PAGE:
I'm currently reading this amazing book called "Dive into Python". Up to now everything has made sense to me, but the following method has left me with some questions. Its in the chapter about initializing classes:
class FileInfo(UserDict): "store file metadata" def __init__(self, filename=None): UserDict.__init__(self) self["name"] = filename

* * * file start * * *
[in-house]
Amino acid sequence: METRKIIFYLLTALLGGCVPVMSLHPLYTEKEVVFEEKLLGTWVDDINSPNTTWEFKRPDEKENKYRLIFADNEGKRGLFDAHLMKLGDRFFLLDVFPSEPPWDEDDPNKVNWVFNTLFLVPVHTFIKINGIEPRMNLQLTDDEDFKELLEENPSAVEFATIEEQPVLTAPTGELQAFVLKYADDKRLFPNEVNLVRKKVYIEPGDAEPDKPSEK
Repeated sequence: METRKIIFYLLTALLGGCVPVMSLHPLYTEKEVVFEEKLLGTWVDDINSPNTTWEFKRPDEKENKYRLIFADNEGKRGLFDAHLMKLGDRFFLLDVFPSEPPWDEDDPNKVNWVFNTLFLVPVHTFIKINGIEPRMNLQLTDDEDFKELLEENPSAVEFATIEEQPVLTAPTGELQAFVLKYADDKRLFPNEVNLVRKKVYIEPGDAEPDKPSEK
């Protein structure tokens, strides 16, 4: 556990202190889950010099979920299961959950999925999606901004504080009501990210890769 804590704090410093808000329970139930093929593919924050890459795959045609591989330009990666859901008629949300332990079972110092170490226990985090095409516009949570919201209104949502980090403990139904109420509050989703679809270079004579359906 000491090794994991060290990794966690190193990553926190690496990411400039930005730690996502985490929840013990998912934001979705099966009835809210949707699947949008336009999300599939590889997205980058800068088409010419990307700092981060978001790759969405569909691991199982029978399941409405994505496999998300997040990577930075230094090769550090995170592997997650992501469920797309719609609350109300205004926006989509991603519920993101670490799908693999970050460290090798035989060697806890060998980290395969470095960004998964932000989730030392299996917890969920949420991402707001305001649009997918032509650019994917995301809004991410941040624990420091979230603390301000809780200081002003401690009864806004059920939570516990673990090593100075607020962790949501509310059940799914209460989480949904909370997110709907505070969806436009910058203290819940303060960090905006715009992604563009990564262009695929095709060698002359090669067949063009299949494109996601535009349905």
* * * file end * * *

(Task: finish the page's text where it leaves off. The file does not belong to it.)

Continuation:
It's only the last line I don't get. The way I see it at the moment, the calling object has a list, whose item "name" is assigned the value of the argument passed. But this doesn't make sense to me, since I thought that you can only access list indices by integers. The book says the following about this line: "You're assigning the argument filename as the value of this object's name key." Is the name key another variable that every object defines (like doc)? And if yes, why can it be accessed like that?